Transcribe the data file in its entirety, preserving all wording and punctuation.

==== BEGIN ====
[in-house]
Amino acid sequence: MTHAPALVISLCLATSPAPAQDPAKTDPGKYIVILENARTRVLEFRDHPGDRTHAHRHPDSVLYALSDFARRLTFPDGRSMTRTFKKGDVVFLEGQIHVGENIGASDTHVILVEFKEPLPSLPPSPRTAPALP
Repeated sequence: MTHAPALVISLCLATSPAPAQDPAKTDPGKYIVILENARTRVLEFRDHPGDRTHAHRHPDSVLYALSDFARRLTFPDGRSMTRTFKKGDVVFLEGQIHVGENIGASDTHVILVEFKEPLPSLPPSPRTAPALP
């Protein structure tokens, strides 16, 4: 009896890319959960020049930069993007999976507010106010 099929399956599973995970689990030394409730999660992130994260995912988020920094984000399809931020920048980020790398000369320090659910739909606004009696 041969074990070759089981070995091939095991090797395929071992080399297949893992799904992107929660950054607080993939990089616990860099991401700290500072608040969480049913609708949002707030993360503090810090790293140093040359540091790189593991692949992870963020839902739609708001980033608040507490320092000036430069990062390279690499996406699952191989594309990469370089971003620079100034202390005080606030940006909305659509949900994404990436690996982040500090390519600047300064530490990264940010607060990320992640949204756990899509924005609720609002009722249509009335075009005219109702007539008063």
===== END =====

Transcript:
[in-house]
Amino acid sequence: MTHAPALVISLCLATSPAPAQDPAKTDPGKYIVILENARTRVLEFRDHPGDRTHAHRHPDSVLYALSDFARRLTFPDGRSMTRTFKKGDVVFLEGQIHVGENIGASDTHVILVEFKEPLPSLPPSPRTAPALP
Repeated sequence: MTHAPALVISLCLATSPAPAQDPAKTDPGKYIVILENARTRVLEFRDHPGDRTHAHRHPDSVLYALSDFARRLTFPDGRSMTRTFKKGDVVFLEGQIHVGENIGASDTHVILVEFKEPLPSLPPSPRTAPALP
């Protein structure tokens, strides 16, 4: 009896890319959960020049930069993007999976507010106010 099929399956599973995970689990030394409730999660992130994260995912988020920094984000399809931020920048980020790398000369320090659910739909606004009696 041969074990070759089981070995091939095991090797395929071992080399297949893992799904992107929660950054607080993939990089616990860099991401700290500072608040969480049913609708949002707030993360503090810090790293140093040359540091790189593991692949992870963020839902739609708001980033608040507490320092000036430069990062390279690499996406699952191989594309990469370089971003620079100034202390005080606030940006909305659509949900994404990436690996982040500090390519600047300064530490990264940010607060990320992640949204756990899509924005609720609002009722249509009335075009005219109702007539008063």